Every year, around June, similar posts begin to creep onto social media feeds: “Look at this clown still driving around on his winter tires!”
Maybe some people are trying to save money. Maybe they’re actually using all-weather tires, a relatively new product that’s not yet well-known. Or, maybe, spring came and went, and these poor hapless drivers just plain forgot.
We hear so much in Canada about how important it is to use winter tires during the colder months. What doesn’t come up as often is that it’s just as important to take them off when the weather gets warm again.
Below are three points designed to convince you to put an annual reminder in your calendar.
1. It’s not a safety issue, except that it is.
The standard advice is that winter tires should be installed when the average daytime temperature is below 7 degrees Celsius and summer or all-season tires can go back on when the average comes back above that same point. This is not only because the treads on winters are deeper but also because the rubber is softer and more compliant at lower temperatures, which all contributes to better performance through improved grip and stopping distance.
The Quebec Ministry of Transportation – which oversees the only jurisdiction in North America where the use of winter tires is legally required in the coldest months – recommends taking them off just as strongly as putting them on.
“For safety reasons, the Ministry advises strongly against using winter tires outside the bond period (of mandatory winter tire use) between December 15 and March 15,” says Mila Roy, media relations spokesperson for the Quebec Ministry of Transportation. “When the temperatures are warmer, the rubber compound of the winter tire may soften, so that can decrease the traction of the tires, and the braking ability of the vehicles will also be reduced.”
That said, no official statistics are available that demonstrate a clear correlation between warm-weather winter tire use and actual incidents that have caused damage or harm, which might lead some drivers to ignore this advice and think that simply driving more carefully could save them the cost of a tire change.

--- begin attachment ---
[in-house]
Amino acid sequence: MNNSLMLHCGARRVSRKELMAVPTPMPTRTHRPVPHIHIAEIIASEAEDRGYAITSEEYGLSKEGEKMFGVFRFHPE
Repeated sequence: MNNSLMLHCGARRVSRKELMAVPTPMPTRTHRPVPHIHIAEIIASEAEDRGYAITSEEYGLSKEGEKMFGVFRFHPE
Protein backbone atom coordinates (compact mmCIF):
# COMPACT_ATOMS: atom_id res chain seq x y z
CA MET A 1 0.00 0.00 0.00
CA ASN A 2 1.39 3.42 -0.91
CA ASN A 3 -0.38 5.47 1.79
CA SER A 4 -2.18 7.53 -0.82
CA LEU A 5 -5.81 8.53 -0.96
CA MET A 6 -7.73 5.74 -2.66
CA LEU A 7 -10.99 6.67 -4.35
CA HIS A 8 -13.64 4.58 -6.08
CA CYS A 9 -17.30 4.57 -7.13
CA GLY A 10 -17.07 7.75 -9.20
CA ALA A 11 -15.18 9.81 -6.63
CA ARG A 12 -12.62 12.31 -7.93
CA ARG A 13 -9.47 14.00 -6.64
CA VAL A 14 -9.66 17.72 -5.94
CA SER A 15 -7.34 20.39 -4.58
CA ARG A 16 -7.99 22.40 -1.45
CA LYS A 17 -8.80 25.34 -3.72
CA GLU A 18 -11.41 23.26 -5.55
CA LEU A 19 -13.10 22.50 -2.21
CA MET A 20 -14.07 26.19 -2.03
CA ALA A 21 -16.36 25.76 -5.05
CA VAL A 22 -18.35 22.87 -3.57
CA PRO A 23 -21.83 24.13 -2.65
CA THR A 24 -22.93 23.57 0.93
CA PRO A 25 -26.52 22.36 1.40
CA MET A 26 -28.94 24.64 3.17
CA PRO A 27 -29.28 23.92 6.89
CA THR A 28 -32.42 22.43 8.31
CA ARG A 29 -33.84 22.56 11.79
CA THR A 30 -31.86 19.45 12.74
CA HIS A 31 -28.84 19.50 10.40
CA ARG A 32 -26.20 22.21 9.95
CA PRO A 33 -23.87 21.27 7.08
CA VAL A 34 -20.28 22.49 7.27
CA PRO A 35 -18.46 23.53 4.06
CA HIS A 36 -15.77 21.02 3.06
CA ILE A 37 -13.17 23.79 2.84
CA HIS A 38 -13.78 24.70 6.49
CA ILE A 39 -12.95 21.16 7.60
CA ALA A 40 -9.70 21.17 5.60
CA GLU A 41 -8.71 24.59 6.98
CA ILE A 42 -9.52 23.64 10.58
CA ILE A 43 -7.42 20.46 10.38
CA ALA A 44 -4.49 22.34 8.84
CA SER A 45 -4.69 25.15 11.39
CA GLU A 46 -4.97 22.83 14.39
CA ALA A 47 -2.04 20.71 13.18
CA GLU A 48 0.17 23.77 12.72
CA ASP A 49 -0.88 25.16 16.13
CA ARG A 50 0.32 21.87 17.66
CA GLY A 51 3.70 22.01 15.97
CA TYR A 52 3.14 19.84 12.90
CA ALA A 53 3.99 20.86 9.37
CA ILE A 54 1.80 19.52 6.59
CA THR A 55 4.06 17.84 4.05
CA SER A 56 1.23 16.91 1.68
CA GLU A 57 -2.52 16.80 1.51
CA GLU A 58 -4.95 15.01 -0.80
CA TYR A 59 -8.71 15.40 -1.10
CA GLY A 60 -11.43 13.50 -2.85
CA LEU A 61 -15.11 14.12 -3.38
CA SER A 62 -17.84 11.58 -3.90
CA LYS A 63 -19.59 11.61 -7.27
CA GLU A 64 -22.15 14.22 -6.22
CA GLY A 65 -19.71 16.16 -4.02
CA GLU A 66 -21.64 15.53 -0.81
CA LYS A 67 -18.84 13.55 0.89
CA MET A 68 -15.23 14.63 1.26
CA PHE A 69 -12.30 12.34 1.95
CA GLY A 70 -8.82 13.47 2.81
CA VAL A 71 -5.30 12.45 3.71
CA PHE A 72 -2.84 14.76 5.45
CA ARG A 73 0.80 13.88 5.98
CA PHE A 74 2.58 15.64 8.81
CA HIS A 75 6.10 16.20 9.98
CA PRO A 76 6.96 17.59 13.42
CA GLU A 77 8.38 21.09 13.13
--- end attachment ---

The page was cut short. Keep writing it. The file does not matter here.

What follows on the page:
To find the true risk factor, it’s necessary to look longer-term.
“The compound (of a winter tire) is a little softer, a little more flexible, and it retains its flexibility in the cold temperatures,” says Barry Yutronke, Director of Operations for the Tire and Rubber Association of Canada. “If you run them through the summer, you’re going to accelerate the wear rate on them.
“You’ve got more movement on that contact patch between the road and the tire. Because you have that movement, as you turn you’re basically scuffing off more of that tread rubber in city conditions. On the highway, you’re going to generate more heat.”
Yutronke estimates that using winter tires in summer conditions can reduce the usable life of the tire by 25 percent or more.
This is workable for people who pay close attention to their tire health, but let’s be honest: most drivers don’t. The more likely scenario is that tires used this way will wear to a dangerous point earlier than expected – if the life of a tire used this way is advertised to last for 100,000 km, Yutronke says they might make it to around 70,000 to 75,000 km – and then a driver might continue to use them in winter conditions expecting them to perform better than they actually will.